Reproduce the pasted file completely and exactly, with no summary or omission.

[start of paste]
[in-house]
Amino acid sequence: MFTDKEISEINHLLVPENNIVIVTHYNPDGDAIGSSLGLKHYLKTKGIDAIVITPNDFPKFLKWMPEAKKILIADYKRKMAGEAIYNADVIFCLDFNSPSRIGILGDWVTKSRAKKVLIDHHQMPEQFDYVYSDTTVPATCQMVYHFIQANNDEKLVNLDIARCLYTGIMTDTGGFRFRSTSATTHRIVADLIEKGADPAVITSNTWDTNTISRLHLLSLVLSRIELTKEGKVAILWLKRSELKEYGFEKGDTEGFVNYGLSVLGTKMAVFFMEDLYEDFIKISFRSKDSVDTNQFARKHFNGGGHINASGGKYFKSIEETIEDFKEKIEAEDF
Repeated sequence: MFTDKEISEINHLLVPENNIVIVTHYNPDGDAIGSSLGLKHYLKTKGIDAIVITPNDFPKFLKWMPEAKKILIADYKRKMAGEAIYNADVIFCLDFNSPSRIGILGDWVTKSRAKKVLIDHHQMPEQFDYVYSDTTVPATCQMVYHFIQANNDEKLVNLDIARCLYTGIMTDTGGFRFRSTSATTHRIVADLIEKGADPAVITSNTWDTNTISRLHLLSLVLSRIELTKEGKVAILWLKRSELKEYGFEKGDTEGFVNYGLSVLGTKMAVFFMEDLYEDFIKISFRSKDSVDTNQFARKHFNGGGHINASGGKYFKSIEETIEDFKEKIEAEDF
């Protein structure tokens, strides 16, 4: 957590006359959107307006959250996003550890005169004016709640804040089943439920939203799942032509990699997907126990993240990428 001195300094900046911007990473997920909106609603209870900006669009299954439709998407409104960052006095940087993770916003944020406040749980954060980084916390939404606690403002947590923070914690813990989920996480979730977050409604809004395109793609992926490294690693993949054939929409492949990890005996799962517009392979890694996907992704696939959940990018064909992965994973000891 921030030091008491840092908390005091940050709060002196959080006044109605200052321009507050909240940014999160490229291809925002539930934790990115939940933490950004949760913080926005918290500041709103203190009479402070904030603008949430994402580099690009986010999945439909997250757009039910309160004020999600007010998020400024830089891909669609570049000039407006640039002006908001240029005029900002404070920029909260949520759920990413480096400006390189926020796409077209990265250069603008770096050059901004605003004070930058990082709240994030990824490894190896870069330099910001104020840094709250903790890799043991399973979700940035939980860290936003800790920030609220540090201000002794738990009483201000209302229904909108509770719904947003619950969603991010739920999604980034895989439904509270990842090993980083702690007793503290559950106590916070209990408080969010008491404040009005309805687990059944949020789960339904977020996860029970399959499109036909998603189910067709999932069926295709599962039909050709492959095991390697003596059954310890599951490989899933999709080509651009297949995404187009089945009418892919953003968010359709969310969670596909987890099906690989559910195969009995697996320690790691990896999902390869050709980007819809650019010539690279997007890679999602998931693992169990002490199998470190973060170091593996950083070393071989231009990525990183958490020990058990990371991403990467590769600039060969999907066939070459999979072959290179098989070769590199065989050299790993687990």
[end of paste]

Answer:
[in-house]
Amino acid sequence: MFTDKEISEINHLLVPENNIVIVTHYNPDGDAIGSSLGLKHYLKTKGIDAIVITPNDFPKFLKWMPEAKKILIADYKRKMAGEAIYNADVIFCLDFNSPSRIGILGDWVTKSRAKKVLIDHHQMPEQFDYVYSDTTVPATCQMVYHFIQANNDEKLVNLDIARCLYTGIMTDTGGFRFRSTSATTHRIVADLIEKGADPAVITSNTWDTNTISRLHLLSLVLSRIELTKEGKVAILWLKRSELKEYGFEKGDTEGFVNYGLSVLGTKMAVFFMEDLYEDFIKISFRSKDSVDTNQFARKHFNGGGHINASGGKYFKSIEETIEDFKEKIEAEDF
Repeated sequence: MFTDKEISEINHLLVPENNIVIVTHYNPDGDAIGSSLGLKHYLKTKGIDAIVITPNDFPKFLKWMPEAKKILIADYKRKMAGEAIYNADVIFCLDFNSPSRIGILGDWVTKSRAKKVLIDHHQMPEQFDYVYSDTTVPATCQMVYHFIQANNDEKLVNLDIARCLYTGIMTDTGGFRFRSTSATTHRIVADLIEKGADPAVITSNTWDTNTISRLHLLSLVLSRIELTKEGKVAILWLKRSELKEYGFEKGDTEGFVNYGLSVLGTKMAVFFMEDLYEDFIKISFRSKDSVDTNQFARKHFNGGGHINASGGKYFKSIEETIEDFKEKIEAEDF
């Protein structure tokens, strides 16, 4: 957590006359959107307006959250996003550890005169004016709640804040089943439920939203799942032509990699997907126990993240990428 001195300094900046911007990473997920909106609603209870900006669009299954439709998407409104960052006095940087993770916003944020406040749980954060980084916390939404606690403002947590923070914690813990989920996480979730977050409604809004395109793609992926490294690693993949054939929409492949990890005996799962517009392979890694996907992704696939959940990018064909992965994973000891 921030030091008491840092908390005091940050709060002196959080006044109605200052321009507050909240940014999160490229291809925002539930934790990115939940933490950004949760913080926005918290500041709103203190009479402070904030603008949430994402580099690009986010999945439909997250757009039910309160004020999600007010998020400024830089891909669609570049000039407006640039002006908001240029005029900002404070920029909260949520759920990413480096400006390189926020796409077209990265250069603008770096050059901004605003004070930058990082709240994030990824490894190896870069330099910001104020840094709250903790890799043991399973979700940035939980860290936003800790920030609220540090201000002794738990009483201000209302229904909108509770719904947003619950969603991010739920999604980034895989439904509270990842090993980083702690007793503290559950106590916070209990408080969010008491404040009005309805687990059944949020789960339904977020996860029970399959499109036909998603189910067709999932069926295709599962039909050709492959095991390697003596059954310890599951490989899933999709080509651009297949995404187009089945009418892919953003968010359709969310969670596909987890099906690989559910195969009995697996320690790691990896999902390869050709980007819809650019010539690279997007890679999602998931693992169990002490199998470190973060170091593996950083070393071989231009990525990183958490020990058990990371991403990467590769600039060969999907066939070459999979072959290179098989070769590199065989050299790993687990």